STW

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STW
Perth, Western Australia
Branding Nine
Channels Digital: 8 (VHF)
Virtual: 9
Affiliations Nine (O&O)
Owner Nine Entertainment Co.
(Swan Television & Radio Broadcasters Pty Ltd)
First air date 12 June 1965
Call letters' meaning Swan
Television
Western Australia
Former channel number(s) Analog: 9 (VHF) (1965-2013)
Former affiliations Independent (1965-1968)
Network Ten (1968-1972)
Transmitter power 50 kW (digital)
Height 327 m (digital)[1]
Transmitter coordinates 31°59′53″S 116°4′20″E / 31.99806°S 116.07222°E / -31.99806; 116.07222
Website 9now.com.au

STW is an Australian television station owned by the Nine Network that is based in Perth, Australia. STW broadcasts with a transmitter mast located in Walliston. The station callsign, STW, is an acronym of Swan Television, Western Australia.

History

Origins

In February 1964, Swan Television was awarded a licence to operate Perth's second commercial television station.[2] The company's shareholders at the time included Ansett Transport Industries, which was also preparing to launch ATV-0, the third commercial station in Melbourne, in October that year.

STW-9 began broadcasting at 5.30pm on Saturday 12 June 1965.[3] Broadcasting from a purpose-built studio complex in the Dianella suburb of Perth, the station employed around a hundred staff.

The station was officially opened by the Premier of Western Australia, David Brand, following a documentary film entitled Montage of Perth. Its first night programming included the film Guys and Dolls, an MGM-produced tribute to Cecil B. DeMille called The World's Greatest Showman and a replay of TV Spells Magic, a variety show produced for the opening of TEN-10 in Sydney the preceding April.[4]

Upon launch, both STW and rival station TVW-7 launched a joint company entitled TV Facilities to allow the two commercial channels in Perth to share access to networked programs from the east coast.

1970s and 1980s

Among the station's key achievements, it produced a major drama series in 1973 - The Drifter, starring Alan Cassell. In the run up to the launch of colour broadcasting, STW produced the first full colour TV news bulletin in November 1974.[5] The station won its first Logie Award in 1971 for locally-produced variety show Spotlight.

STW remained independently owned until 1978, when it became affiliated with the Nine Network, allowing direct access to its programming. In 1984, the station was brought by businessman Alan Bond, and became a owned and operated station for just under $50 million and came under the ownership of Bond Media. It would become a owned and operated station again when Bond purchased the Nine Network.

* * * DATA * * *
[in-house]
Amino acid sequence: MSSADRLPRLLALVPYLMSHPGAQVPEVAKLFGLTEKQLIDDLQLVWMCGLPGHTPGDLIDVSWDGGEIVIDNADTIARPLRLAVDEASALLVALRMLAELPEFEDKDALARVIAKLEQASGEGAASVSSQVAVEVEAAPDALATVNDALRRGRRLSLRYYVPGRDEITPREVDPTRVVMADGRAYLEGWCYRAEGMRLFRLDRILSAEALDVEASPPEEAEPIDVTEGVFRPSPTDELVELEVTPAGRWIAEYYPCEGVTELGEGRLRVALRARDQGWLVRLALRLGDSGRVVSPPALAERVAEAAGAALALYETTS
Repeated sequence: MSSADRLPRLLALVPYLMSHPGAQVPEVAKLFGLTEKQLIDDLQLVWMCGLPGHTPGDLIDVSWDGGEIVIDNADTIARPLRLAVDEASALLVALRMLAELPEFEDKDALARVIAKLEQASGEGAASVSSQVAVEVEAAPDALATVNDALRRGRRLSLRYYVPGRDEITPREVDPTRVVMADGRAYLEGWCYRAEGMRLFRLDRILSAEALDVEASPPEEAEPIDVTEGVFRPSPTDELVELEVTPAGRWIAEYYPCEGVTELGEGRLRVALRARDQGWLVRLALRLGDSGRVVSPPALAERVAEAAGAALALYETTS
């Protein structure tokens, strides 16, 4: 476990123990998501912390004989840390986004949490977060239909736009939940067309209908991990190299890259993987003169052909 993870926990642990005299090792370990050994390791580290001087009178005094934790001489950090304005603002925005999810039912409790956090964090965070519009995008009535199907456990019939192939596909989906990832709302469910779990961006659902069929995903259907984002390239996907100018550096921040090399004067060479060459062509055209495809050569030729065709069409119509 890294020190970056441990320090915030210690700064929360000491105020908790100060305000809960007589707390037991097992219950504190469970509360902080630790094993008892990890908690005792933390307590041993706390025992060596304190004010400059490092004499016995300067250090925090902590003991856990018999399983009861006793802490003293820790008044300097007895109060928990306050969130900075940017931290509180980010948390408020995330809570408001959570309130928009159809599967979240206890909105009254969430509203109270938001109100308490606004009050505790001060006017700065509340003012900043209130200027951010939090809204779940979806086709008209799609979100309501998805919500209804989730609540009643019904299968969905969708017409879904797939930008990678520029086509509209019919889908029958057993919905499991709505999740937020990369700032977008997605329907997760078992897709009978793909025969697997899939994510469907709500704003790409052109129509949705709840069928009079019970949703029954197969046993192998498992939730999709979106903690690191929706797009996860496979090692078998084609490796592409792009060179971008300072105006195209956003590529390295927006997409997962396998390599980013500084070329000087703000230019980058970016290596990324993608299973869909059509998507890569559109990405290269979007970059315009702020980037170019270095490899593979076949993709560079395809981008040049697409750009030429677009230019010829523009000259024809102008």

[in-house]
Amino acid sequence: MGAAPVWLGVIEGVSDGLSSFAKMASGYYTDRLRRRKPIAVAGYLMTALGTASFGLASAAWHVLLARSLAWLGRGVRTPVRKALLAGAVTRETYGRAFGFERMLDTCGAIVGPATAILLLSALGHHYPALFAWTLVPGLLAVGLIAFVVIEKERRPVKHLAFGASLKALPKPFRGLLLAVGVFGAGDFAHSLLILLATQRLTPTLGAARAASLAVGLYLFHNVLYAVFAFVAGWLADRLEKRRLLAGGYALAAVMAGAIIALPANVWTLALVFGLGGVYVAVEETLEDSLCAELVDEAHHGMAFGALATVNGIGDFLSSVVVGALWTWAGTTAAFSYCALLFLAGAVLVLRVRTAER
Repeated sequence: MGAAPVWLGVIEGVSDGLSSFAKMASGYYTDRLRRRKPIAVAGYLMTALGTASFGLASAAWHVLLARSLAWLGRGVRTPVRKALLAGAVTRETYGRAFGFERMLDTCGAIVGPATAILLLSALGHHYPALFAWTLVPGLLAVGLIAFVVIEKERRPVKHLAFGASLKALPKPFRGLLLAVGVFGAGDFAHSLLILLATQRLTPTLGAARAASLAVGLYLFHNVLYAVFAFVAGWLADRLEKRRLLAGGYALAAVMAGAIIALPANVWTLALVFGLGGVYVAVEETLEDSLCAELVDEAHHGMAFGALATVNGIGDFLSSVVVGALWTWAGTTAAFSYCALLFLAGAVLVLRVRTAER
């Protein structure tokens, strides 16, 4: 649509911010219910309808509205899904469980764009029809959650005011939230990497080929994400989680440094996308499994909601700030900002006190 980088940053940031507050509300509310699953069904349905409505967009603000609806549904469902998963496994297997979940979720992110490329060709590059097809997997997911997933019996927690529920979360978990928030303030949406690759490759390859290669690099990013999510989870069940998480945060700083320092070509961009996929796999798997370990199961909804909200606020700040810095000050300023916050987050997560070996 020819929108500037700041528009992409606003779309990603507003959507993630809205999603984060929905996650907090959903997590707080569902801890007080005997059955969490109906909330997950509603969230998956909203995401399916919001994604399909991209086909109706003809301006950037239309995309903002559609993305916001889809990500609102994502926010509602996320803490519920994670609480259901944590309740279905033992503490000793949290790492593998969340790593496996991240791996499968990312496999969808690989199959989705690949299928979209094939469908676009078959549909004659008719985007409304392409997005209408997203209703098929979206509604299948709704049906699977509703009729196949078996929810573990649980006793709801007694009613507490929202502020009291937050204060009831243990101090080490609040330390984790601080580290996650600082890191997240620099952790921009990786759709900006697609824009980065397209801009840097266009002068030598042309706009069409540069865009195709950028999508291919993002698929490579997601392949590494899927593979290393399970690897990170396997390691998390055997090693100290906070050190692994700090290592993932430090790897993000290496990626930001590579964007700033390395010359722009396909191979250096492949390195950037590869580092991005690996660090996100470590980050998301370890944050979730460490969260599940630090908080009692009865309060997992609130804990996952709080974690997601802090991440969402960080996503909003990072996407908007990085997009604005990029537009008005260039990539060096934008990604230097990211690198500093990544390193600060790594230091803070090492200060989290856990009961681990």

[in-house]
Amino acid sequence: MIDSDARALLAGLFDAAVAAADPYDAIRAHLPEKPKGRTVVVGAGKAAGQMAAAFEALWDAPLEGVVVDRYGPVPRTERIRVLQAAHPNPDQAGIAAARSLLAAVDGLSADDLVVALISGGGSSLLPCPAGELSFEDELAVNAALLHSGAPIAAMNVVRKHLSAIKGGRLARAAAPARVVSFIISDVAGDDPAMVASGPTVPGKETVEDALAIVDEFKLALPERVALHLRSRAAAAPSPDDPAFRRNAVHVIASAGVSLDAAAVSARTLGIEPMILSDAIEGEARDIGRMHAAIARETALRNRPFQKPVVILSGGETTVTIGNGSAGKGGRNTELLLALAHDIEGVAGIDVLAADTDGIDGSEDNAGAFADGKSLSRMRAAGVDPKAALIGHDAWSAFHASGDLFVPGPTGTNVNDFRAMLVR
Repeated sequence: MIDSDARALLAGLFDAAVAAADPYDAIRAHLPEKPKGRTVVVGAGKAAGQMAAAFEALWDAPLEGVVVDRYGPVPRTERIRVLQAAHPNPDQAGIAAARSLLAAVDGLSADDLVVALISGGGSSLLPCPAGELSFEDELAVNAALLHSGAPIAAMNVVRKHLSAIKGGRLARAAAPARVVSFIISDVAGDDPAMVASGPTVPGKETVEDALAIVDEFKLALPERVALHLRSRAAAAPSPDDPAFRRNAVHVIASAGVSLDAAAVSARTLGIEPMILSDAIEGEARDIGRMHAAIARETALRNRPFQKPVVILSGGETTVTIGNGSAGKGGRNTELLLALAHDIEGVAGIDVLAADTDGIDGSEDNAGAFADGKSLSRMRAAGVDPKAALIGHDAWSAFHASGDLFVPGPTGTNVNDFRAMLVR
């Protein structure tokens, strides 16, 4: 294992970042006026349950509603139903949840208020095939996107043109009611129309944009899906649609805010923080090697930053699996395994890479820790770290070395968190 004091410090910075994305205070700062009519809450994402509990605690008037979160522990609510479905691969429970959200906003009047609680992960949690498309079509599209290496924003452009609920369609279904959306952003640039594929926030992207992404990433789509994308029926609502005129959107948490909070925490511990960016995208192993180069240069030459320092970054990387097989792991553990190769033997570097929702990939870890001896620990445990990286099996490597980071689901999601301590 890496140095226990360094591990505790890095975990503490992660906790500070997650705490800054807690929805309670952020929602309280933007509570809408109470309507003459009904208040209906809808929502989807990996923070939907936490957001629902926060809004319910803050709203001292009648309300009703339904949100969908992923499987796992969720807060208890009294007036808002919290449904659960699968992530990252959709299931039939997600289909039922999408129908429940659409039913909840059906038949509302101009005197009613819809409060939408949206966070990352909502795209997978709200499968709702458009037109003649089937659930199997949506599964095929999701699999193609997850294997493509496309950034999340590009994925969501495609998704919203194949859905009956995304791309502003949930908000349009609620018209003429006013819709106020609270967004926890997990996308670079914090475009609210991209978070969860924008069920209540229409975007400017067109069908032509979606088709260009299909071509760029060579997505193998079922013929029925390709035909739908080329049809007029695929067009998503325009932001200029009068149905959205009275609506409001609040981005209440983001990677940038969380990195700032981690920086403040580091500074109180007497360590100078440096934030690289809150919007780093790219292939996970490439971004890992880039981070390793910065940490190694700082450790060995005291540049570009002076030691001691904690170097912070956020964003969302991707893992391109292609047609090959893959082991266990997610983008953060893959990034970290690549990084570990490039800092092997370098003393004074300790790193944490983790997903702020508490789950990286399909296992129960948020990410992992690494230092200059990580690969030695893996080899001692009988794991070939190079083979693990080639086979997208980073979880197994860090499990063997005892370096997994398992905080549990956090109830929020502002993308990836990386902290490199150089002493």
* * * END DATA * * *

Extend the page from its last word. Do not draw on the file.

During the 1980s, STW9 became the first station in Perth to commence 24-hour broadcasting in April 1984. The station also claimed the first hour-long news program in the city.

In 1989, Bond Media sold STW to Sunraysia Television for A$95 million. The deal also involved Bond Media purchasing the Sunraysia owned STV-8 for A$18 million. Bond Media was forced to sell due to the Federal cross-media ownership laws, which restricted the level of national reach for media owners.[6]

2000s

In January 2007, Sunraysia Television posted a profit warning, from an expected 12% drop in revenue over the previous six months, citing a weak local advertising market and low ratings, despite a strong state economy.[7] The profit warning lead to speculation of a potential takeover of STW-9, with PBL and regional network WIN Television indicated as potential bidders.[8] PBL Media announced in February 2007 that it would purchase STW-9 for A$136.4 million, with the deal to be completed in late March or early April subject to shareholder approval.[9] After PBL Media bid for the station, 45% shareholder WIN Corporation wanted to buy out the station itself. WIN lodged two bids. In June 2007, shareholders approved the revised WIN bid.

2010s

In 2013, Nine Entertainment Co. purchased STW from WIN and gained control of the station from 30 September. This returned STW to being a Nine owned-and-operated station for the first time since 1989, with the network now owning all five of its flagship metropolitan stations.

On 19 September 2016, STW began broadcasting from new studios located at 253-267 St Georges Terrace in Perth's CBD, after 51 years at its original location in Dianella.[10]

Programming

News and current affairs